And what really blew me away was his insight on the planning, the infinite planning, that went into not just the invasion, but every single square kilometer behind the lines — choreographed down to the minute, months in advance. Endless things I never knew about. I always thought it was just “throw a bunch of men at a couple of beaches and have at it.”  But there were millions of man hours spent in the many month build-up in England, each division commander given a plot of land and and a very specific objective, all rolling up into one overall plan. Just mind-blowing.

Mathias, laying out all the landing zones at Omaha Beach; explaining every group’s mission, in the same place it happened. 

Mathias has dense knowledge of all the equipment, all of the bunkers and defenses, the troop companies and their origins, even the commanders and their individual personalities and personally knows all the local French townspeople and all they went through.

Most importantly, Mathias has a knack for story-telling, not just spewing facts, but unrolling the events in a cinematic way; keeping everyone engaged, whether you’re into WWII or not. Starting with the opening beach battles, then visiting the towns impacted, then beginning the final day with a frost-covered morning at the solemn German cemetery and ending at a climatic emotional sunset at the American cemetery. My god, just gives me chills writing this.

Highly recommend hiring  Mathias. My cousin’s girlfriend wasn’t keen on D-Day like we were, so stayed behind in Paris an extra day. But when she joined us the second day, all she could say was “WOW!” “WOW” “Wow.”

The photos and stories Mathias brought along really brought to life what otherwise would be “just another bunker”. So glad we got a guide.

You can spend a week or a day visiting the D-Day sites in Normandie, often on a long day trip from Paris, no matter what you choose, all will be rewarding. But you’d be cheating yourself to only do one day. Definitely hire a real guide like Mathias to maximize the experience.

Our trip was four days, the first driving from Paris (you can take a train to Caen or Bayeux and then rent a car) on a self tour of Rommel’s German headquarters at La Roche-Guyon, the lovely port town of Honfleur, then an overnight in Caen. Two days of intensive touring sites with Mathias and then a last morning visiting the remarkable Caen Memorial Museum and the Bayeux Tapestries, before returning to Paris in a snowstorm.

Here follows is a rundown of my favorite recommended sites to visit D-Day sites in Normandie. 

These were some of the most memorable days of my life.


[EDITOR’S NOTE: I interchangeably use the English and French spelling of Normandie throughout this post so don’t think it’s a typo. I don’t know why I choose each use randomly, I just wish we all used the same place names]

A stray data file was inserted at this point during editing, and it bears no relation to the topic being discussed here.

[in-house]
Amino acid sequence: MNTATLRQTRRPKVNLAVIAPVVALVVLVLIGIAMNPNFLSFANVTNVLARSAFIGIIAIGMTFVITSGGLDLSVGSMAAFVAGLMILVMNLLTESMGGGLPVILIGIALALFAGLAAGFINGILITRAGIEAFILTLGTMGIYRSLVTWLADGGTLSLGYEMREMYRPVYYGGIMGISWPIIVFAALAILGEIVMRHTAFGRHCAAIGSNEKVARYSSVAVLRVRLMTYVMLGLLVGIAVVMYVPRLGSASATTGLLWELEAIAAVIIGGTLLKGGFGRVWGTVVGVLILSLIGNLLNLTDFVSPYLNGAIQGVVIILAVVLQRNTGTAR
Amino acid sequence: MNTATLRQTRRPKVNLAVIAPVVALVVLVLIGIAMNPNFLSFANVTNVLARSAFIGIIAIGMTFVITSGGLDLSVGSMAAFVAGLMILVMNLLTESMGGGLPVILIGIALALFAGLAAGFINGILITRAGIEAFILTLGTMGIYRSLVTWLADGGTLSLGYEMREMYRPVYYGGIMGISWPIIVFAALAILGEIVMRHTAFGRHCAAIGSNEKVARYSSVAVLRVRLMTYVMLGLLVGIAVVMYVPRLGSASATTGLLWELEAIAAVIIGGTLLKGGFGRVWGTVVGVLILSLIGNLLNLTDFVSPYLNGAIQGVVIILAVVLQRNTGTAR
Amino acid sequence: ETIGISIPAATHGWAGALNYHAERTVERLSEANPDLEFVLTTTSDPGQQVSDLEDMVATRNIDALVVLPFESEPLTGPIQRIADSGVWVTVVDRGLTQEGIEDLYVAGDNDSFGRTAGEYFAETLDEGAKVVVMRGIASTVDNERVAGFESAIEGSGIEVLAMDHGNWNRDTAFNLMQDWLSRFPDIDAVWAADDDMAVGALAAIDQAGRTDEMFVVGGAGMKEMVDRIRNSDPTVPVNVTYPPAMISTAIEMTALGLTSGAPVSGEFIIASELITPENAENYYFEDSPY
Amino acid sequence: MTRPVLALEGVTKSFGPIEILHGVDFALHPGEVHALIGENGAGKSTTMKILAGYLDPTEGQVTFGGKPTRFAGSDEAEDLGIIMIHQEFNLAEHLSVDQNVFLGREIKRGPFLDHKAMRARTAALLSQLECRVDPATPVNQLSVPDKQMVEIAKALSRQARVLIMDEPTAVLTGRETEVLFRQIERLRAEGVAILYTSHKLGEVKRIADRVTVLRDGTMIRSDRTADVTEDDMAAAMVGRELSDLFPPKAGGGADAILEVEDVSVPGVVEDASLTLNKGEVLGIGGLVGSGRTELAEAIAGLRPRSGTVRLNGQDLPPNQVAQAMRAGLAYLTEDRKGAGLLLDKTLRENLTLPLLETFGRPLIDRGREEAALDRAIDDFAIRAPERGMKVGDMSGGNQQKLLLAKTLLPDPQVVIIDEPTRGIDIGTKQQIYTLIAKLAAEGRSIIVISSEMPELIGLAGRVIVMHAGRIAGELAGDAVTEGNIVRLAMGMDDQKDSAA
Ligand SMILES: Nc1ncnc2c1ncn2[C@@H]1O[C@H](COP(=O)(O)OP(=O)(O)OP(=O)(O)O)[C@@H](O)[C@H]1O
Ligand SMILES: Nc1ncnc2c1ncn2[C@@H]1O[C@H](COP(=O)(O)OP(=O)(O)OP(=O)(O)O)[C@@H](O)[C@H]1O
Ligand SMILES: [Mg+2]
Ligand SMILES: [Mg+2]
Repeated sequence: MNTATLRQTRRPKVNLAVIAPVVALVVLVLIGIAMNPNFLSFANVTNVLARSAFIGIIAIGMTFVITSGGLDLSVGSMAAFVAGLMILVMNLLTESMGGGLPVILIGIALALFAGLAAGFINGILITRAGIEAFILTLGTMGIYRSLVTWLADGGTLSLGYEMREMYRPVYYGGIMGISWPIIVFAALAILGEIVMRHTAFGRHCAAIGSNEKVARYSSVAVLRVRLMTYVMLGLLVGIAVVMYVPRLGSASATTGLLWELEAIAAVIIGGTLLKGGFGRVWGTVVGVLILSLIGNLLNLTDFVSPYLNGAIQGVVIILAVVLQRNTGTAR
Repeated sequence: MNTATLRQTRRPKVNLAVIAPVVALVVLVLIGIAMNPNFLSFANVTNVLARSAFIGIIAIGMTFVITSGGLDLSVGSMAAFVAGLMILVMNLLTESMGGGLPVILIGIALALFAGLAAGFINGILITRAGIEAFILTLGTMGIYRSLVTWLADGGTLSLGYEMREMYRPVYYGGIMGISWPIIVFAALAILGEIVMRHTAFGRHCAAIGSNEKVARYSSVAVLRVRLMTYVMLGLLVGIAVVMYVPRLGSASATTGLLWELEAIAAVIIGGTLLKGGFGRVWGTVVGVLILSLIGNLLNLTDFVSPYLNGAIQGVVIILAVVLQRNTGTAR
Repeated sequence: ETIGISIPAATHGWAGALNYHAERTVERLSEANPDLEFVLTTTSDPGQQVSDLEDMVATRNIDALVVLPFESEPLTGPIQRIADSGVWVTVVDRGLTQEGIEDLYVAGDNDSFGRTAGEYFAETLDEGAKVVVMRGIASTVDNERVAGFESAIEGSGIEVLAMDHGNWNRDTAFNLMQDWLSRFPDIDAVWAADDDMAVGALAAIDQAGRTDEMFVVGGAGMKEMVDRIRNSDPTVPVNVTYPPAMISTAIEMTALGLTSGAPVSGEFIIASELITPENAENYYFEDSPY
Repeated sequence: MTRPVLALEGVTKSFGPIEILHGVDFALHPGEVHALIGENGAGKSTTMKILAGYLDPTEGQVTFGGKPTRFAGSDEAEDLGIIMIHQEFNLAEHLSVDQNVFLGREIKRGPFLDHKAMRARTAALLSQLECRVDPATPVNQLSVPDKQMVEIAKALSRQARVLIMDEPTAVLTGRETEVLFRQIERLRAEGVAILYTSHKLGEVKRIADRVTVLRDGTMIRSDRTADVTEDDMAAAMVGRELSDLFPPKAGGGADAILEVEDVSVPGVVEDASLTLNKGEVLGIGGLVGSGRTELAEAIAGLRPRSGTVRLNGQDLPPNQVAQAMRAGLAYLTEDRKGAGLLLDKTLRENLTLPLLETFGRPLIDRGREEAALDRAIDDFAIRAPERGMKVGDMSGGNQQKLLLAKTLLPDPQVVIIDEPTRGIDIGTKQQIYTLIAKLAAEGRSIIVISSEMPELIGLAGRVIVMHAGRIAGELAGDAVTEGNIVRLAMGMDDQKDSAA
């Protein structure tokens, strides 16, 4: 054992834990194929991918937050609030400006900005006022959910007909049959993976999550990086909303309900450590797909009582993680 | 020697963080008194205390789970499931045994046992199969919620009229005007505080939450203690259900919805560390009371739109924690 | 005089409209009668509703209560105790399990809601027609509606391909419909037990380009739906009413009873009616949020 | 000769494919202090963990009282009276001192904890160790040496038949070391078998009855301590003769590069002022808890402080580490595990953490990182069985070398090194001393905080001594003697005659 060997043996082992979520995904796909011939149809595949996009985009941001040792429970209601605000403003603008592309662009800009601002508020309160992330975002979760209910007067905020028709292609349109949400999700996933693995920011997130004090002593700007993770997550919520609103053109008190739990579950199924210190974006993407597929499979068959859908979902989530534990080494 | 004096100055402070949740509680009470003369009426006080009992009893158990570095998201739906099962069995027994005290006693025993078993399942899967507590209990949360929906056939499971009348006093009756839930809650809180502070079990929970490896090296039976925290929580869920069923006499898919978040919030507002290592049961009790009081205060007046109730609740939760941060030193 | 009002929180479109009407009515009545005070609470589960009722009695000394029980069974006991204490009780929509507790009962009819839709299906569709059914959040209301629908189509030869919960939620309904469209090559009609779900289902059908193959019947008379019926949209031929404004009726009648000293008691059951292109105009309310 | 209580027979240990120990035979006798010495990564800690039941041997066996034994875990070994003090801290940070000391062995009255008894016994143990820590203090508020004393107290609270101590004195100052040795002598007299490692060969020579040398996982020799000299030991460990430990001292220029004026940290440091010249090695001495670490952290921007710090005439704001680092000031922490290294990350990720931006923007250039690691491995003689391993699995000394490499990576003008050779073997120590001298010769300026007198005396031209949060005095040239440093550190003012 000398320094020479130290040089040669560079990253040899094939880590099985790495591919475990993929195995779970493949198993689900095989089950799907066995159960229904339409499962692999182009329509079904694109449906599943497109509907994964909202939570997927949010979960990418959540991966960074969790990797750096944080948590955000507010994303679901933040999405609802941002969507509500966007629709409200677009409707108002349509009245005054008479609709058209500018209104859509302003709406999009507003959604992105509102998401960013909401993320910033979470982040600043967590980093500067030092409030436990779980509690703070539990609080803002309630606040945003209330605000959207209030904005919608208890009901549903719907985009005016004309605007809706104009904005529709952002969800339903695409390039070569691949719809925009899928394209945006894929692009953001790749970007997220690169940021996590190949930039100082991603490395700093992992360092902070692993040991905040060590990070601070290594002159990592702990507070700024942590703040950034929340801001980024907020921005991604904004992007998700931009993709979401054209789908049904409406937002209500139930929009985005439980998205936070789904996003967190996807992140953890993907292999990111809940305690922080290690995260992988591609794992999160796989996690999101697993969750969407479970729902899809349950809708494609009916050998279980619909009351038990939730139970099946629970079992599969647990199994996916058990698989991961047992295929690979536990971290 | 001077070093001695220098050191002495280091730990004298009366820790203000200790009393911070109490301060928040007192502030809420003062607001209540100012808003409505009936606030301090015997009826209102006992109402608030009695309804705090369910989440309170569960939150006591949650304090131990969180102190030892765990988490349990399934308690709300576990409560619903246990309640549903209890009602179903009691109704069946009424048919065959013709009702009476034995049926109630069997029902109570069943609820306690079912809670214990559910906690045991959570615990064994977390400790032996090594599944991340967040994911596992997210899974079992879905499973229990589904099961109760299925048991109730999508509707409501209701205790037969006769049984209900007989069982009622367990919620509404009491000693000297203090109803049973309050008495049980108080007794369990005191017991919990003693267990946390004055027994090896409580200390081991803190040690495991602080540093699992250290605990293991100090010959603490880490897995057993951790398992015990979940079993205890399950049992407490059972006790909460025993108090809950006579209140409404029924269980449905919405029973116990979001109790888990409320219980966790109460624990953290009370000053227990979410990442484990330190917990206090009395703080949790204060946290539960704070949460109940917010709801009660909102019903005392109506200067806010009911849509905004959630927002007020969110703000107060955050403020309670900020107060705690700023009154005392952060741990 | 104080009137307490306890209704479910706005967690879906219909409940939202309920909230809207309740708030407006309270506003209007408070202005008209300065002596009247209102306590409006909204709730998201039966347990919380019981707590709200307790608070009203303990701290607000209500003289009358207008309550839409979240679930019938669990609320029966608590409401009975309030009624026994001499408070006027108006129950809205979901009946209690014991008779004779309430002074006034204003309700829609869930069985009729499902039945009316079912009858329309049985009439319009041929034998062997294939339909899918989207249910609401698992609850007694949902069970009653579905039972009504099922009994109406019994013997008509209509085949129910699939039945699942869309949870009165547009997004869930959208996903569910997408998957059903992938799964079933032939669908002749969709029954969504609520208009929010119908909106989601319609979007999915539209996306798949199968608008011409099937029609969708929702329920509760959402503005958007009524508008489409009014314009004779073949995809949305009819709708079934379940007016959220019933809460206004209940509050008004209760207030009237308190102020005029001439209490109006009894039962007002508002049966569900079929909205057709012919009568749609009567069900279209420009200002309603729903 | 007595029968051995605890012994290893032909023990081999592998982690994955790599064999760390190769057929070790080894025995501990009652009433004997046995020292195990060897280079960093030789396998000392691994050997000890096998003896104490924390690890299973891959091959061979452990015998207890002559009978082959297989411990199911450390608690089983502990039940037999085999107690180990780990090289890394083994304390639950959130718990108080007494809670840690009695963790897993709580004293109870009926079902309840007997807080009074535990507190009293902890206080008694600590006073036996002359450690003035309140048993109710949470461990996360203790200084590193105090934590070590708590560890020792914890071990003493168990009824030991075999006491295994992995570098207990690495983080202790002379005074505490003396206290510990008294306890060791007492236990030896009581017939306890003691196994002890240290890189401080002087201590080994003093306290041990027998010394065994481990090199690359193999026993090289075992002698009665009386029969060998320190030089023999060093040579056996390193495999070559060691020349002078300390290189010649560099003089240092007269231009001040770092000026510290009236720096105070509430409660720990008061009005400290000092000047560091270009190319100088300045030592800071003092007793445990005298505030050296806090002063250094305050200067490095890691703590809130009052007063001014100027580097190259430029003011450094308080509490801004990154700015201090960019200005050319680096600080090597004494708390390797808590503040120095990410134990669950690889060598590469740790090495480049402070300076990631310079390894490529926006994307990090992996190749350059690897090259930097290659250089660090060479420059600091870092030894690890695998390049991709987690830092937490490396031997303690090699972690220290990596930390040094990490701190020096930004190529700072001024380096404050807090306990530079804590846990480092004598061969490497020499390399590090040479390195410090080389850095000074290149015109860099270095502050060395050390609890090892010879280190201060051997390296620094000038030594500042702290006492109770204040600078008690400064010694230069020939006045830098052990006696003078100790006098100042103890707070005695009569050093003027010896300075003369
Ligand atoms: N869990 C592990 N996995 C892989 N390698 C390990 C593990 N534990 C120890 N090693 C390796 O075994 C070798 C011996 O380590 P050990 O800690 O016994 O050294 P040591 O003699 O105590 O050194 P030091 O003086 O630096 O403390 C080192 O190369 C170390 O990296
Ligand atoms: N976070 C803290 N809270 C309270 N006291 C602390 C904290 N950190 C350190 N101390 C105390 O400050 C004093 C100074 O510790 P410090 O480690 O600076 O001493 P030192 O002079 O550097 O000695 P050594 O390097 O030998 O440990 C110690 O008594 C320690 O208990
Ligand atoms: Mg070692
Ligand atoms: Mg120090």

Pegasus Bridge Memorial — The First Shots of World War II

The critically important Pegasus Bridge was the site of the first opening shots of D-Day. There is a small museum and memorial setup by the British and Canadian forces who fought to take this famous bridge. I wasn’t expecting much when we pulled up, but it was a really amazing little museum. One of my favorite stops on the trip.

The British Commandos were highly trained troops and the first to arrive behind the lines before D-Day invasion began. Hundreds and hundreds of wood and plywood gliders were tailed behind planes, then silently let go to swoop in to surprise the Germans holding this crucial bridge crossing a canal. Preserving this bridge was critical to moving incoming troops off the beaches and speedily crossing the interior.

Their only job: “Hold until relieved.”

Pegasus Memorial glider map model
At first I thought this was fake, so many gliders plotted around in such a small area, but then I saw the real WWII photos of the same place. So many huge wooden gliders carrying troops, jeeps and canons, crash-landed in the fields surrounding this critical drawbridge.
So many awkward wooden glides, landing so close. The precision landing of the main assault glider just feet from the bridge was the key to the surprise attack. One general called it the most important feat of flying of the entire war.
This is the “real version” of what the 3D model above depicted. Hundreds of gliders landing in fields — in the middle of the night! — so close together. I couldn’t believe anyone could survive this.
Pegasus Bridge vintage photo

Here is a bootleg clip from The Longest Day, one of my favorite scenes of the movie, that described this incredible battle.

There was a famous scene in The Longest Day when Peter Lawford in a turtleneck arrives to reinforce the British soldiers who took this bridge.  (BTW: Here’s a behind the scenes newsreel about shooting that scene of the movie. You can see Peter Lawford in his white turtleneck.  Who where’s a white turtleneck to battle?)

The Quiet Solitude of Utah Beach